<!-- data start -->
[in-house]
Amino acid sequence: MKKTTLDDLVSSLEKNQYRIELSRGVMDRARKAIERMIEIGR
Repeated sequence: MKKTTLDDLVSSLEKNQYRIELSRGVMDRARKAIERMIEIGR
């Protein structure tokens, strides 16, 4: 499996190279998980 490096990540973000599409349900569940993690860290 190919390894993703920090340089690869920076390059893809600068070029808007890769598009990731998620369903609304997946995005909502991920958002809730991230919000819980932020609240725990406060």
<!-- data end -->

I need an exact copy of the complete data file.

[in-house]
Amino acid sequence: MKKTTLDDLVSSLEKNQYRIELSRGVMDRARKAIERMIEIGR
Repeated sequence: MKKTTLDDLVSSLEKNQYRIELSRGVMDRARKAIERMIEIGR
């Protein structure tokens, strides 16, 4: 499996190279998980 490096990540973000599409349900569940993690860290 190919390894993703920090340089690869920076390059893809600068070029808007890769598009990731998620369903609304997946995005909502991920958002809730991230919000819980932020609240725990406060």